2011 NFC Championship Game: 5 Reasons Why the Packers Beat the Bears

Abdul Yaro Contributor IJanuary 20, 2011

2011 NFC Championship Game: 5 Reasons Why the Packers Beat the Bears

0 of 5

    Green Bay Packers
    Green Bay PackersChris Graythen/Getty Images

    In an NFC Championship matchup that's sure to evoke the ghost of Packers and Bears past, the NFC North rivals will be meeting for the first time in the playoffs. Call it familiarity breeding comfort, call it a defensive struggle, just don't call it boring because it'll be anything but. 

    The fan base of each team is devout and expect a win for their historic franchises. Expect Mike Ditka to be foaming at the mouth on Sunday Countdown and a token appearance by a Packer great at some point during Sunday's broadcast. 

    Best of all, the weather should be a debated point given the fact that both teams are accustomed to playing in frigid temperatures and wintery conditions. Now the networks will really have to work hard on a new sideline reporting angle for both teams. 

No. 5: Lovie Smith

1 of 5

    GREEN BAY, WI - JANUARY 02:  Head coach Lovie Smith of the Chicago Bears on the sidelines against the Green Bay Packers at Lambeau Field on January 2, 2011 in Green Bay, Wisconsin.  (Photo by Matthew Stockman/Getty Images)
    Matthew Stockman/Getty Images

    There's an old adage in football...actually...it's not an old adage. I just came up with it while I was brushing my teeth, but if it was an adage, it'd read: "If you're going to go all in to keep your divisional foe out of the playoffs, then you better make sure you win to prevent it from coming back to bite you in the a**."

    The Chicago Bears had a chance to eliminate the Green Bay Packers from playoff contention in Week 17, but came up short. In doing so, Lovie Smith chose to forgo an additional week of rest for his starters after already clinching the NFC North and the Packers gained steam heading into the playoffs. 

    A disciple of the Tony Dungy school of coaching, Smith should have either conceded the loss like his mentor would've by playing his back-ups (they get paid too) and saving his team's best for another day.

    The gamble failed and now the Packers are back with a hot quarterback and momentum behind them. 

No. 4: Green Bay's Secondary

2 of 5

    ATLANTA, GA - JANUARY 15:  Tramon Williams (R) #38 and Nick Collins #36 of the Green Bay Packers react after Williams intercepted a pass in the endzone against the Atlanta Falcons during their 2011 NFC divisional playoff game at Georgia Dome on January 15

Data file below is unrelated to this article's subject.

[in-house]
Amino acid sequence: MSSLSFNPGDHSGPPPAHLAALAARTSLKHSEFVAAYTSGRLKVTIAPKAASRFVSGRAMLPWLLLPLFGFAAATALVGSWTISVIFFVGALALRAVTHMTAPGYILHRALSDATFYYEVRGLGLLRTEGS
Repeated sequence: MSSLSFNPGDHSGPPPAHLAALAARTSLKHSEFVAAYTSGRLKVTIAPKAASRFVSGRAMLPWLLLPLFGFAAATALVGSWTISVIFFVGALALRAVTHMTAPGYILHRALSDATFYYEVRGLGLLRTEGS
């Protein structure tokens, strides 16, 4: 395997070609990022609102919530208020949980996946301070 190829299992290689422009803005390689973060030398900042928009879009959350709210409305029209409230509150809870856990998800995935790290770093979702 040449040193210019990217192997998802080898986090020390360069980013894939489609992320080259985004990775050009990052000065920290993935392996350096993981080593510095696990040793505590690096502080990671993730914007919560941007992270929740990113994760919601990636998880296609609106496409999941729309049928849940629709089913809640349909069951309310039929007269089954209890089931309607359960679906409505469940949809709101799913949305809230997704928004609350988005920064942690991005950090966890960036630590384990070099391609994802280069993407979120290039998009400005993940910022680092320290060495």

Chris Graythen/Getty Images

    In two games versus Chicago this season, the Green Bay secondary has held Bears quarterback Jay Cutler to 389 yards passing on 37 of 66 completions, one touchdown, and three interceptions. They allowed one passing touchdown in their Week Three matchup and none in their last meeting. 

    Strong safety Charlie Peprah intercepted Cutler twice in Week 17. His backfield teammates are formidable opponents in their own right against Chicago's receivers. Look for Woodson, Peprah, Williams, and Collins to come up with big plays and turnovers, if Jay Cutler feels pressure or starts trusting his arm more than his eyes. 

No. 3: Punter Tim Masthay

3 of 5

    GREEN BAY, WI - SEPTEMBER 19: Tim Masthay #8 of the Green Bay Packers punts the ball against the Buffalo Bills at Lambeau Field on September 19, 2010 in Green Bay, Wisconsin. The Packers defeated the Bills 34-7. (Photo by Jonathan Daniel/Getty Images)
    Jonathan Daniel/Getty Images

    Who? My thoughts exactly, but Masthay is the starting punter for the Packers. When you're staring down the loaded barrel of the weapon otherwise known as the NFL's all time leading kick returner, Devin Hester, you'll need a good kicker/punter on your side.

    Masthay learned his lesson in Week 3 after giving up a 62 yard punt return for a touchdown to Hester. In a follow up performance in Week 17, Hester was held to a long return of 19 yards. He'll have two words on his mind all week, "directional kicking."

No. 2: Chad Clifton

4 of 5

    GREEN BAY, WI - SEPTEMBER 13: Chad Clifton #76 of the Green Bay Packers participates in warm-ups before a game against the Chicago Bears on September 13, 2009 at Lambeau Field in Green Bay, Wisconsin. The Packers defeated the Bears 21-15. (Photo by Jonath
    Jonathan Daniel/Getty Images

    Green Bay's Pro Bowl left tackle will have the pleasure of squaring off with Bears defensive end Julius Peppers all afternoon as he protects Aaron Rodgers' blindside. Clifton will be helped by Rodgers' mobility, but it's a daunting task nonetheless. The good news is that in two meetings in the regular season, Peppers failed to register a sack. 

    I can only hope that for Clifton's sake, good things do come in three's. 

No. 1: Aaron Rodgers

5 of 5

    ATLANTA, GA - JANUARY 15:  Aaron Rodgers #12 of the Green Bay Packers looks on from the sideline against the Atlanta Falcons during their 2011 NFC divisional playoff game at Georgia Dome on January 15, 2011 in Atlanta, Georgia.  (Photo by Chris Graythen/G
    Chris Graythen/Getty Images

    Very few quarterbacks in the NFL ever achieve the level of play that Aaron Rodgers is currently playing at. He's smooth, methodical, precise, unfazed, and just flat out cool!

    He's playing head and shoulders above the competition right now and at times it looks like he's playing in real speed while his opponents are in slow motion. He'll be aided by Green Bay's new found running game utilizing unheralded backs Jackson, Starks, and Kuhn to set up the play-action game.

    It's a thing of beauty to watch him throw the ball and I'd expect him to make several throws that help put the game away for his team on Sunday even at windy Soldier Field.